Professional Development

Topics: School, Term, Teacher Pages: 6 (1754 words) Published: April 23, 2013
Professional Development
Do it and Remember
“Wherever you want to go, you have no choice but to start from where you are”, (Karl Popper)

Abstract This paper will delve into the process of an already implemented and on-going proposal of teacher development at a private girls’ catholic school in Capital Federal. The introduction will state the nature of the project, the problems dealt with and the objectives, as well as the population involved. The Literature Review will provide the background necessary for its implementation, which includes some bibliographical references that served as backbone to the project. To conclude we will describe the results of the implementation of the proposal , the impact it has had on the subjects involved and its possible future changes, the latter based on a survey attached in the Appendix. Introduction Thirteen years ago I was offered to coordinate the English Department of Primary School at a catholic institution. The population involved in this task were the owners, the authorities of the school, the administrative staff, the teachers, who in the majority had been working at the school for some time, the pupils and, of course, their parents. On first analysing the situation, I set myself two types of objectives: short term objectives and a long term one. The long term objective the authorities commissioned me with, was to improve the level of English of the pupils. This overwhelming task could only be fulfilled if I set myself short term objectives, which would serve as a scaffold to realise such ambitious goal. It entailed thorough work on the teachers’ professional development, as it was my deep belief that the most important asset a school could rely on for its improvement was the teachers. After sitting in during lessons, holding meetings and getting to know the teachers better, I was able to have a clear insight of what the challenges were and, therefore take an appropriate course of action.


Literature Review Where to start? After roaming around the school, getting acquainted with the premises, the first task to tackle was create a harmonious atmosphere with and among the teachers and to try to work with them in the same way I expected them to work in their lessons. There were different dimensions to be considered and none was to be overlooked. One of those aspects was the teachers’ expectations with respect to the coordination. The new coordination would certainly bring about changes and I had to find out how eager and flexible they were and if they were not, the challenge would be to provoke the need for change in them. I teach only as well as the atmosphere that I engender. I believe that education is change and that I will not be able to educate unless I am also able to change. (K. Head and P. Taylor (1997- p. 10)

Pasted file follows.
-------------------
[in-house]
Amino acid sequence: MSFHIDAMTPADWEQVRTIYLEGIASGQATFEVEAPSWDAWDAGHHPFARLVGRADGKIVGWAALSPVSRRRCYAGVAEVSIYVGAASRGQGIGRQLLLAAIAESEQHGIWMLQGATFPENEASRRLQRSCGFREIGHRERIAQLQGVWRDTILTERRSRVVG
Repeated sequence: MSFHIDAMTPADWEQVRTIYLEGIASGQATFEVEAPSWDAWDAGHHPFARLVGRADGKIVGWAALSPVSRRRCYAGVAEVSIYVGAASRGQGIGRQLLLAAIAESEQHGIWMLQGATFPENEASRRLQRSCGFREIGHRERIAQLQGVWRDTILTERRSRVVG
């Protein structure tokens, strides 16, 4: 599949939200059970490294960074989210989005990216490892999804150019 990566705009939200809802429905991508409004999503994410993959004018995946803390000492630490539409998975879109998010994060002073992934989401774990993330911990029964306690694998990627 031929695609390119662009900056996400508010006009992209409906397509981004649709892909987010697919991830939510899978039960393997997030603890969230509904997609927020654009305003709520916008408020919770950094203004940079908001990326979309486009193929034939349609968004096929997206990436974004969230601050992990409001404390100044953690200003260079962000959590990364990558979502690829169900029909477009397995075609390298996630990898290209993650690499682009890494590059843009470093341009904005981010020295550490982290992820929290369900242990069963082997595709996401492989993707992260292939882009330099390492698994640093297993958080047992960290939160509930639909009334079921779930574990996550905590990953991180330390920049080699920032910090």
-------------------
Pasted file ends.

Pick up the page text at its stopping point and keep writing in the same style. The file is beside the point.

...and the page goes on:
For this change to be welcome, the affective dimension was crucial. There was a need to create unstructured time for them to be together and exchange experience and ideas: (…) many different experiences that shape your life and make you the person- and the teacher- that you are. (K. Head and P. Taylor, 1997- p.19) Successful teamwork would only take place if each participants’ individuality were respected. This would create the ground for the teachers to feel that they could be themselves and could each contribute, in their own style, to the process of change and development in the area. Personal awareness of their capacities and skills would mainly result from self reflection and by their own questioning of who they are and what they do rather than by any external training agenda. (K. Head and P. Taylor, 1997- p. 1) The coordination’s initial job was to draw information about the teachers’ needs and deeds, to act accordingly. Sitting in on classes provided the coordination with a clear picture of reality. The positive features were to be enhanced and the negative aspects were to be reversed. To release pressure from teachers, the focus of the...

References: Head, K. and Taylor P., 1997, Readings in Teacher Development, Heinemann, Oxford Arnold, J., 1999, La dimensión afectiva en el aprendizaje de idiomas, Traducción de Alejandro Valero, CUP, Madrid. Wallace, M. J., 1998, Action Research for Language Teachers, CUP, UK.
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